Forced evictions of Hazaras also reportedly took place. Several of these were reported to have taken place in September 2021 in Daykundi province and in October in Helmand and Balkh provinces. In some cases, these evictions have been ordered by Taliban local leaders while in other cases Hazara residents were reportedly evicted by Kuchi nomads or by ‘the Taliban and associated militias’. On some instances, the Taliban at local level vowed to investigate and/or address the issue. However, on other occasions local Taliban leaders claimed that the evictions took place in accordance with relevant court decisions. Taliban officials in Kabul had also reportedly retracted some eviction orders in Daykundi [Country Focus 2022, 2.4].  

There is also prejudice and negative attitude against Hazaras on the part of the Taliban fighters, due the Hazara community’s engagement in the former government and because they were perceived as more supportive of the West than other groups in Afghanistan. There is also the perception within conservative parts of the Afghan society that the Hazara minority has embraced a culture not in line with the Taliban’s definition of Islam. There was an ‘anti-Hazara’ language among the general population even before the takeover [Country Focus 2022, 2.4].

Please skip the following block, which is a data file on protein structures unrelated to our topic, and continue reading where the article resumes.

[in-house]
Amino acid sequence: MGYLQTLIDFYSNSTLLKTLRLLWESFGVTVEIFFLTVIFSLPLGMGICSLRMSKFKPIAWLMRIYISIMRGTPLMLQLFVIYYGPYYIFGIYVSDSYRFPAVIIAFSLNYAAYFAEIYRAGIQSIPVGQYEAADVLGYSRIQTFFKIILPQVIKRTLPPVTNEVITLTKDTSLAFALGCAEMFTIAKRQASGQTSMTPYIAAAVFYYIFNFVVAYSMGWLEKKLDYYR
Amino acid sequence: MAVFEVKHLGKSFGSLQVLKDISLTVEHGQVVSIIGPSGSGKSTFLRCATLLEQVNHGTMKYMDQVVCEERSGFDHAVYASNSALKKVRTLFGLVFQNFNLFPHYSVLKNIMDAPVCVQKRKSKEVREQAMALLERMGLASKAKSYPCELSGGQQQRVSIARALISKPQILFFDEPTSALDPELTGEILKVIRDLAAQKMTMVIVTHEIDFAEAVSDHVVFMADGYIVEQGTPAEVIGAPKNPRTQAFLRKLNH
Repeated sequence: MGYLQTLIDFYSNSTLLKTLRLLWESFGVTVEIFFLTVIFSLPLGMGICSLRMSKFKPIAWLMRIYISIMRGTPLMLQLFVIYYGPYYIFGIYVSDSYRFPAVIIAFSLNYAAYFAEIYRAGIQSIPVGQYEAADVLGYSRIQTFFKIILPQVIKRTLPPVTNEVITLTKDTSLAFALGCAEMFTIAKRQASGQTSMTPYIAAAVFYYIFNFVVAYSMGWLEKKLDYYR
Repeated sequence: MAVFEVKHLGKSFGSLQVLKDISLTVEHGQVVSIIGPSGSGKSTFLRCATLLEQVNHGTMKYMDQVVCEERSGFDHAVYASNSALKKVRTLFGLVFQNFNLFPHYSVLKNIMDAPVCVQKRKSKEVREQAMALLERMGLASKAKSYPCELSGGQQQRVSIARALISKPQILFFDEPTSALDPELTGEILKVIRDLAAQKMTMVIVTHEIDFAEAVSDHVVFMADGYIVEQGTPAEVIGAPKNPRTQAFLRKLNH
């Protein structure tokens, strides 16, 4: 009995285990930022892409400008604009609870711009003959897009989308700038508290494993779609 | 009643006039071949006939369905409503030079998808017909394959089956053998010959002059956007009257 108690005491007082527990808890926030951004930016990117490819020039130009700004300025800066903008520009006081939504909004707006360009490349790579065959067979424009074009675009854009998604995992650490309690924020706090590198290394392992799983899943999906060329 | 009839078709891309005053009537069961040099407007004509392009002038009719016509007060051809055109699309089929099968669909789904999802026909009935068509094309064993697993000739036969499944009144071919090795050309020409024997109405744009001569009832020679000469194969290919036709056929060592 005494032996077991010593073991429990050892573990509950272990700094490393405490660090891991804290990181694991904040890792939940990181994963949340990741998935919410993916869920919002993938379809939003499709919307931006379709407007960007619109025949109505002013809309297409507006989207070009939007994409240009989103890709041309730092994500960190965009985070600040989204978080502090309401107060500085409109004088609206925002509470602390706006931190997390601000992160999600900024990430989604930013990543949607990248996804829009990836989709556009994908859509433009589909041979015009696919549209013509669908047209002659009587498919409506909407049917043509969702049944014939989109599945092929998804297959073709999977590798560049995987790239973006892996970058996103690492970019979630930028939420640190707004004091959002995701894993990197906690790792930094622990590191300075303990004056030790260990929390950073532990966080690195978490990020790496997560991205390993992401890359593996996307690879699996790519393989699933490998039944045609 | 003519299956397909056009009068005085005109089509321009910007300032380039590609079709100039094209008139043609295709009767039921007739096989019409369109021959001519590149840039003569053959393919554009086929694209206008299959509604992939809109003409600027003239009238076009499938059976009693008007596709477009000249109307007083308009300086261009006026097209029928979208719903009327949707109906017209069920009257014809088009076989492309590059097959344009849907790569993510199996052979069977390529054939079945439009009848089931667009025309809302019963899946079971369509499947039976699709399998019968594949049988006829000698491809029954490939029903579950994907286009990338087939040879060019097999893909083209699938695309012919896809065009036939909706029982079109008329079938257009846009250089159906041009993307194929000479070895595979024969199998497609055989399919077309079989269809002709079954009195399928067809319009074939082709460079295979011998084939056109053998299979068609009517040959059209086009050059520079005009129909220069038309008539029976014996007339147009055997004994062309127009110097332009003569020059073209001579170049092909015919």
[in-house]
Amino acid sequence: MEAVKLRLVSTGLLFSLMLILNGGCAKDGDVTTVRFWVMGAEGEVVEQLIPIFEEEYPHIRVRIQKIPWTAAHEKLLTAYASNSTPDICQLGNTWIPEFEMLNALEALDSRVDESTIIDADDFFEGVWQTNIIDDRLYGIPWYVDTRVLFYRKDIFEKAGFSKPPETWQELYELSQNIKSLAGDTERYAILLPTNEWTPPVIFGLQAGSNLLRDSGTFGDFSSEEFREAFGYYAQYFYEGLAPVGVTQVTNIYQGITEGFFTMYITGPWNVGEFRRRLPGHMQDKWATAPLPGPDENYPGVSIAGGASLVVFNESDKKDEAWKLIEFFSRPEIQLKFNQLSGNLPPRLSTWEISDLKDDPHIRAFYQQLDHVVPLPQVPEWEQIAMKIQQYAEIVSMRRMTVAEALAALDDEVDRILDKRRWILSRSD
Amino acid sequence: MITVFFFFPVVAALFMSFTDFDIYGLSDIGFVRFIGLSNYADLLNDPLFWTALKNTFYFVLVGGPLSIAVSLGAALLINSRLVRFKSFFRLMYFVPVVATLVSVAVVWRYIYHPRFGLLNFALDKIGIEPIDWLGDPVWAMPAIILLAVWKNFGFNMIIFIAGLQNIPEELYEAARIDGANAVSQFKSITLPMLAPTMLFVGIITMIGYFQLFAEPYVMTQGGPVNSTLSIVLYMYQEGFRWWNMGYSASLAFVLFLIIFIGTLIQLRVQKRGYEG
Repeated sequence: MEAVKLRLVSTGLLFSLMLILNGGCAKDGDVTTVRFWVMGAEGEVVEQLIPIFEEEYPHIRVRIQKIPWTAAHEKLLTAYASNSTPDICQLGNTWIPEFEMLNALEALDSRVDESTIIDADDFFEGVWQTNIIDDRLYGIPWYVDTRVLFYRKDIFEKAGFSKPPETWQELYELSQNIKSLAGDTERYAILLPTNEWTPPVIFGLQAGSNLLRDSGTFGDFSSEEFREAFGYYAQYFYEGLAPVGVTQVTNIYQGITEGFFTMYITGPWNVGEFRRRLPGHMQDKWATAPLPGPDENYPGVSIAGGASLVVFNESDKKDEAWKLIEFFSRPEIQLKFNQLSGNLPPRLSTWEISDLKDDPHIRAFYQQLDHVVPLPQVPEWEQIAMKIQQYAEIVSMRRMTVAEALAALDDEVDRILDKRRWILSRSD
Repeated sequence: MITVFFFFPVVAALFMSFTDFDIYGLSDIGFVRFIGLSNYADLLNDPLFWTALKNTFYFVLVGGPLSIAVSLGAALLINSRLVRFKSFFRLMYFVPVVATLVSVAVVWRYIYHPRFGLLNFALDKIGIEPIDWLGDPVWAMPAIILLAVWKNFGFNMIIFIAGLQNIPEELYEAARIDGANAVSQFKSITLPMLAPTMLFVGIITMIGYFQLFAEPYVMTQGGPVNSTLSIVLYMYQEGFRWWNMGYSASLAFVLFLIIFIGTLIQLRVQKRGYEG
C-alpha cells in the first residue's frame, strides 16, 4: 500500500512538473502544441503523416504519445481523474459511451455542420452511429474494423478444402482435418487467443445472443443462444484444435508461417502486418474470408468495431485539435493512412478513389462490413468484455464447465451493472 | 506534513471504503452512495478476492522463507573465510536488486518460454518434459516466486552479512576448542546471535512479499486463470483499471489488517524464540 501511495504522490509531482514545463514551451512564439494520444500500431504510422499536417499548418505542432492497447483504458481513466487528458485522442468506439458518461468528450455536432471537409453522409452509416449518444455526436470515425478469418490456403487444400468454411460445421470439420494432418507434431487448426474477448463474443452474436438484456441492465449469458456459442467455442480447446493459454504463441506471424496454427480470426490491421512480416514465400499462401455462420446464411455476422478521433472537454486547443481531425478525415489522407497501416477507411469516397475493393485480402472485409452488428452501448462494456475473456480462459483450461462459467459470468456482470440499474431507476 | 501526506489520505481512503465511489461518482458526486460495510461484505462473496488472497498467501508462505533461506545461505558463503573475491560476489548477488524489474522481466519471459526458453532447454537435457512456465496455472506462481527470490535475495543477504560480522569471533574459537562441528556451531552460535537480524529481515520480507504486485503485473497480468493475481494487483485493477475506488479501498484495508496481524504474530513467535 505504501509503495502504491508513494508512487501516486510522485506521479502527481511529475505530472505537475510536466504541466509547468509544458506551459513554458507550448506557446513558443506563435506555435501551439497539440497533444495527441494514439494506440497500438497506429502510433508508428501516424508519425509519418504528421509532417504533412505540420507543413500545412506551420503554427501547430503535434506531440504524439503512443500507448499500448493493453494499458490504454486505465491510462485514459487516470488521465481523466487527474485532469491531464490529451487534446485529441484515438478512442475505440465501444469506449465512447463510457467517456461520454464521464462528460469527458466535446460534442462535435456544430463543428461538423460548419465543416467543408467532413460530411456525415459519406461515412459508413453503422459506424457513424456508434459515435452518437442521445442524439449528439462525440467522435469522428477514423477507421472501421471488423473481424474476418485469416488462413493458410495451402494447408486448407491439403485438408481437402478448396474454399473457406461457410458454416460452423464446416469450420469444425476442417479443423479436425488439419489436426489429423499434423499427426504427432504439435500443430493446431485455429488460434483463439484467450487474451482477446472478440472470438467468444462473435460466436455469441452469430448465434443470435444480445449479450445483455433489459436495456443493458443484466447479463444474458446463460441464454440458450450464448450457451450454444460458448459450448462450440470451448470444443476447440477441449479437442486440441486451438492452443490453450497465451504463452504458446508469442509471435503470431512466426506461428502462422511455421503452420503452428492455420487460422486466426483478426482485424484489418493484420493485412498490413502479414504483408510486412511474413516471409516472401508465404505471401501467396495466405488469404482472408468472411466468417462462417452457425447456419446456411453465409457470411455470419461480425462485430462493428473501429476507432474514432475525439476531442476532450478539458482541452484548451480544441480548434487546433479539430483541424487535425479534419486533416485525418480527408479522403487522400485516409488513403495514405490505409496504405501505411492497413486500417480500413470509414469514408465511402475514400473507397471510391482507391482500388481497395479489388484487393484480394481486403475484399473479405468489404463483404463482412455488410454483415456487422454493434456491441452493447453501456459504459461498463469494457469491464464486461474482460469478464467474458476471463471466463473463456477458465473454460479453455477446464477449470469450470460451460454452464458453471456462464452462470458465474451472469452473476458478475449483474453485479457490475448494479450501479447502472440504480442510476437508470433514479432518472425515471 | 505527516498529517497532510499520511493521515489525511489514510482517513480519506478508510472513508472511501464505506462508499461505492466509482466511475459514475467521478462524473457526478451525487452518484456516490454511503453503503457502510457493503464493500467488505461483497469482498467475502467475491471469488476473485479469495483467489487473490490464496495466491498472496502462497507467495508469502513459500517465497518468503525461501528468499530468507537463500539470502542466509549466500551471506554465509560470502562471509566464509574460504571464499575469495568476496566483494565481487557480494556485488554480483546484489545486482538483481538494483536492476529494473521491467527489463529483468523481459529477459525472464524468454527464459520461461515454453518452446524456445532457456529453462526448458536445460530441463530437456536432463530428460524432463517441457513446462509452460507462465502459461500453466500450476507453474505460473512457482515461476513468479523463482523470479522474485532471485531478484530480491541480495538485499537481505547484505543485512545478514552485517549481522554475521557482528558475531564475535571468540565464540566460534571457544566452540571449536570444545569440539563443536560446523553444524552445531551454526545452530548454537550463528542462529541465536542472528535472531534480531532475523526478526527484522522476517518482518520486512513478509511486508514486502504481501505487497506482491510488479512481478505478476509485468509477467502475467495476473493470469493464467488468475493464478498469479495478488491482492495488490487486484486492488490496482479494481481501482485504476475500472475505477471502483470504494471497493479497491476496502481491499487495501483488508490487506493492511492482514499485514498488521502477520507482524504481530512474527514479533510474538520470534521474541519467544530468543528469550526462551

Over recent years attacks by insurgent groups have mainly been attributed to ISKP, who consider Hazara/Shia legitimate targets. These attacks have significantly affected the Hazara population. Attacks by ISKP targeted places where Hazara/Shia gathered, such as religious commemorations, weddings, and sites (e.g. hospitals) in Hazara-dominated neighbourhoods in large cities, including Kabul and Herat. Such attacks could be related to their religion (see the profile 2.11.2 Shia, including Ismaili). Among other reasons, the ISKP also reportedly targets the Hazara due to their perceived closeness and support for Iran and the fight against the Islamic State in Syria [COI query on Hazaras, Shias, 1.3, 1.4; Anti-government elements, 3.3, 3.6.1].